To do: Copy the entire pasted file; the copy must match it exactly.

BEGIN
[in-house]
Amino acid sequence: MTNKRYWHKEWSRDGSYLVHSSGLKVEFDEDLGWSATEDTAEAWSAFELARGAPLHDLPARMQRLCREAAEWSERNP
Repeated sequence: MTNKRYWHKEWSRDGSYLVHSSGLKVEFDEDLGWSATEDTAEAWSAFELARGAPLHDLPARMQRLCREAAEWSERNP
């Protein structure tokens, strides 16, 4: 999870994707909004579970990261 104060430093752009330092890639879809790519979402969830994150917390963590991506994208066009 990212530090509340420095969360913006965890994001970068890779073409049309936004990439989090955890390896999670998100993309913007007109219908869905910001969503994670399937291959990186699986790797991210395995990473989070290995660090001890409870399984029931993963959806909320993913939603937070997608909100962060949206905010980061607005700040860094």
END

[in-house]
Amino acid sequence: MTNKRYWHKEWSRDGSYLVHSSGLKVEFDEDLGWSATEDTAEAWSAFELARGAPLHDLPARMQRLCREAAEWSERNP
Repeated sequence: MTNKRYWHKEWSRDGSYLVHSSGLKVEFDEDLGWSATEDTAEAWSAFELARGAPLHDLPARMQRLCREAAEWSERNP
């Protein structure tokens, strides 16, 4: 999870994707909004579970990261 104060430093752009330092890639879809790519979402969830994150917390963590991506994208066009 990212530090509340420095969360913006965890994001970068890779073409049309936004990439989090955890390896999670998100993309913007007109219908869905910001969503994670399937291959990186699986790797991210395995990473989070290995660090001890409870399984029931993963959806909320993913939603937070997608909100962060949206905010980061607005700040860094």